Am 02.11.2022 fand im Rahmen des globale° Literaturfestivals eine Veranstaltung in englischer Sprache mit der Wissenschaftlerin Rozena Maart und der Autorin Natasha A. Kelly statt, die sich der Frage nach "dem Bild der Schwarzen Frau" in der Vergangenheit, sowie der Gegenwart widmeten. Ausgangspunkt war die von Natasha A. Kelly in der Kunsthalle Bremen ins Leben gerufene Intervention zu dem Gemälde Schlafende Milli von Ernst Ludwig Kirchner, das jedoch nur einer der Ansätze für das Gespräch zu den Darstellungen Schwarzer Frauen in Museen und Gesellschaft war. Maimuna Sallah wandte sich zu Beginn der Veranstaltung in einleitenden Worten an das Publikum, ihre Rede ist an dieser Stelle veröffentlicht.
Welcome to the globale° festival – the festival for transnational and border crossing literature. Today’s event focuses on the image of the Black woman in past and present European history and takes place here at the Kunsthalle Bremen, presented and hosted to you by our dear guests, Dr Natasha A. Kelly and Prof Rozena Maart.
Dr Natasha A. Kelly is a writer, curator, director, activist and publisher. She has a PhD in Communication Studies and Sociology with a research focus on German colonialism and Black feminism.
Her thesis “Afrokultur” was adapted for theatre, and she had her film debut with “Millis Awakening” in 2018. She is also the editor of the anthologies Sisters & Souls 1 and 2, which brings together contemporary Black authors whose writings are inspired by the Afrogerman poet May Ayim.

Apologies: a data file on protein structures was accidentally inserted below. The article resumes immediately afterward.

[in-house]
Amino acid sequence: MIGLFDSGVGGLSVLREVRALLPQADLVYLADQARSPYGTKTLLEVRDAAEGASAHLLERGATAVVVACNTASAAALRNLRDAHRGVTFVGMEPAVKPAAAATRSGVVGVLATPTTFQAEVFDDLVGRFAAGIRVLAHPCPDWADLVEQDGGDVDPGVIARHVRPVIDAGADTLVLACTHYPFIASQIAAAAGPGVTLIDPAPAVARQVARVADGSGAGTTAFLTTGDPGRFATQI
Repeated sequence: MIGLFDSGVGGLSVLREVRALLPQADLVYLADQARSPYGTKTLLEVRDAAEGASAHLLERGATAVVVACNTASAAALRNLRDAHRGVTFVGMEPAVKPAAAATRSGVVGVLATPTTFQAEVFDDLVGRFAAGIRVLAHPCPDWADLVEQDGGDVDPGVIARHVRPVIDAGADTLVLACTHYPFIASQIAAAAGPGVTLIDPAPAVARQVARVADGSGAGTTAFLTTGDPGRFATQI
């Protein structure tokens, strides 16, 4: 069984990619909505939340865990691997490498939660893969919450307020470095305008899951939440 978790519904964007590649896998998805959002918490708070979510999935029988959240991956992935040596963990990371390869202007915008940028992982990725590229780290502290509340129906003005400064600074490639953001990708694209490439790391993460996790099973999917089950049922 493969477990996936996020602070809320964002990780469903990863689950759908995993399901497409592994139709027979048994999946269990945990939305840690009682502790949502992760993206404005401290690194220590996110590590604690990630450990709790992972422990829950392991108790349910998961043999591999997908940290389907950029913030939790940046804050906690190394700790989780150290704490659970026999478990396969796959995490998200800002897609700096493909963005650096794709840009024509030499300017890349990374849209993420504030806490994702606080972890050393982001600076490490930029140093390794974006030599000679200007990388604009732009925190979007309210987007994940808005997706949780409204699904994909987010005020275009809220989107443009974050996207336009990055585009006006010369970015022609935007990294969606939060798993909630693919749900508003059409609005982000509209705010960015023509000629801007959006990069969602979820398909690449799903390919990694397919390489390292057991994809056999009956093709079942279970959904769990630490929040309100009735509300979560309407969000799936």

In addition to her consultations for various art and cultural institutions, Kelly currently exhibits her artistic intervention called “Who was Milli?” here at the Kunsthalle Bremen. This intervention is based on the painting “Sleeping Milli” by Ernst Ludwig Kirchner. It is part of the currently running exhibition “Remix”.
Prof Rozena Maart is a Professor of English literature, philosophy, and psychoanalysis, as well as a writer and poet. She lives in Canada and South Africa and is a Research Ambassador for the University of Bremen. As an award-winning scientist, her work critises gender-based violence and apartheid. Therefore, she started with four other women, the first Black feminist organisation in South Africa called “Women Against Repression”.
Furthermore, Maart examines the intersections between and among political sciences, philosophy, Black consciousness, Derridean deconstruction and psychoanalysis, by addressing questions of race, gender, sexuality, coloniality, and identity.
My name is Maimuna Sallah, I’m very much looking forward to today’s panel talk but before we start, I’d quickly like to thank the initiators of this festival as well as the cooperating partners of this event, the Kunsthalle Bremen, the Bremen Council for Integration and the University of Bremen.
The slogan of this year’s globale° is “Togetherness”. And the following talk focuses in that regard on what defines the co-existence of people living within a society. Which intersectional entanglements and struggles unite us? How do imperial powers, colonial continuities or various forms of discrimination try to violently separate us? What members of a society are visible? Who dominates, governs, and represses? And on the contrary, who is made invisible, alienated, foreignized or exploited? Each of these questions points to the connection between the theme of the festival and this panel talk.